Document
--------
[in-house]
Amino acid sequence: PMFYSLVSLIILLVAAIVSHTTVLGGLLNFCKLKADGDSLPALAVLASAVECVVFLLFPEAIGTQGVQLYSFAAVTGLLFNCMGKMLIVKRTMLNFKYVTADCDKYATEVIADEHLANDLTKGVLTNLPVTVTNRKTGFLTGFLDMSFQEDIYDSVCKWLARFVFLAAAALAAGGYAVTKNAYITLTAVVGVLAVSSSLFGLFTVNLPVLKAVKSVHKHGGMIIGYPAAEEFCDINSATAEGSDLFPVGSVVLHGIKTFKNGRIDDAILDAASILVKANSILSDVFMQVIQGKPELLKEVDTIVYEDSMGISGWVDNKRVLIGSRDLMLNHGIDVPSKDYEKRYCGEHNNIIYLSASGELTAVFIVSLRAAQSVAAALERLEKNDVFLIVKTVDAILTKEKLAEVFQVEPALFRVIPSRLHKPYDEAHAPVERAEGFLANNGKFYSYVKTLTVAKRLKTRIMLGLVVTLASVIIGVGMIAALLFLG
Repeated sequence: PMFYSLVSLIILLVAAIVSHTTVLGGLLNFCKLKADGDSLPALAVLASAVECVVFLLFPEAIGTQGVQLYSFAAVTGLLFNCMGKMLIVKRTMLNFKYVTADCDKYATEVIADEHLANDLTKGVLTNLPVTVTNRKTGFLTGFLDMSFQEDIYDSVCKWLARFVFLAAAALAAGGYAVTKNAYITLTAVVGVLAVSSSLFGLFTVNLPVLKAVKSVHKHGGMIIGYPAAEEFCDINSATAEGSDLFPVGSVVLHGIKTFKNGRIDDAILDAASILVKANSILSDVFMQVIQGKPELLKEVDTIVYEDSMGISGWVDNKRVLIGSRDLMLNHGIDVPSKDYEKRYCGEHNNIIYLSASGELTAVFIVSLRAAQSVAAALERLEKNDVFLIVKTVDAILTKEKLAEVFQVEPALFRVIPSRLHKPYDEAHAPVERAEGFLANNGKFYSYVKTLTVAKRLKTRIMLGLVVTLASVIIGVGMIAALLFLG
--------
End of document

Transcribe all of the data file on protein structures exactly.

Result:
[in-house]
Amino acid sequence: PMFYSLVSLIILLVAAIVSHTTVLGGLLNFCKLKADGDSLPALAVLASAVECVVFLLFPEAIGTQGVQLYSFAAVTGLLFNCMGKMLIVKRTMLNFKYVTADCDKYATEVIADEHLANDLTKGVLTNLPVTVTNRKTGFLTGFLDMSFQEDIYDSVCKWLARFVFLAAAALAAGGYAVTKNAYITLTAVVGVLAVSSSLFGLFTVNLPVLKAVKSVHKHGGMIIGYPAAEEFCDINSATAEGSDLFPVGSVVLHGIKTFKNGRIDDAILDAASILVKANSILSDVFMQVIQGKPELLKEVDTIVYEDSMGISGWVDNKRVLIGSRDLMLNHGIDVPSKDYEKRYCGEHNNIIYLSASGELTAVFIVSLRAAQSVAAALERLEKNDVFLIVKTVDAILTKEKLAEVFQVEPALFRVIPSRLHKPYDEAHAPVERAEGFLANNGKFYSYVKTLTVAKRLKTRIMLGLVVTLASVIIGVGMIAALLFLG
Repeated sequence: PMFYSLVSLIILLVAAIVSHTTVLGGLLNFCKLKADGDSLPALAVLASAVECVVFLLFPEAIGTQGVQLYSFAAVTGLLFNCMGKMLIVKRTMLNFKYVTADCDKYATEVIADEHLANDLTKGVLTNLPVTVTNRKTGFLTGFLDMSFQEDIYDSVCKWLARFVFLAAAALAAGGYAVTKNAYITLTAVVGVLAVSSSLFGLFTVNLPVLKAVKSVHKHGGMIIGYPAAEEFCDINSATAEGSDLFPVGSVVLHGIKTFKNGRIDDAILDAASILVKANSILSDVFMQVIQGKPELLKEVDTIVYEDSMGISGWVDNKRVLIGSRDLMLNHGIDVPSKDYEKRYCGEHNNIIYLSASGELTAVFIVSLRAAQSVAAALERLEKNDVFLIVKTVDAILTKEKLAEVFQVEPALFRVIPSRLHKPYDEAHAPVERAEGFLANNGKFYSYVKTLTVAKRLKTRIMLGLVVTLASVIIGVGMIAALLFLG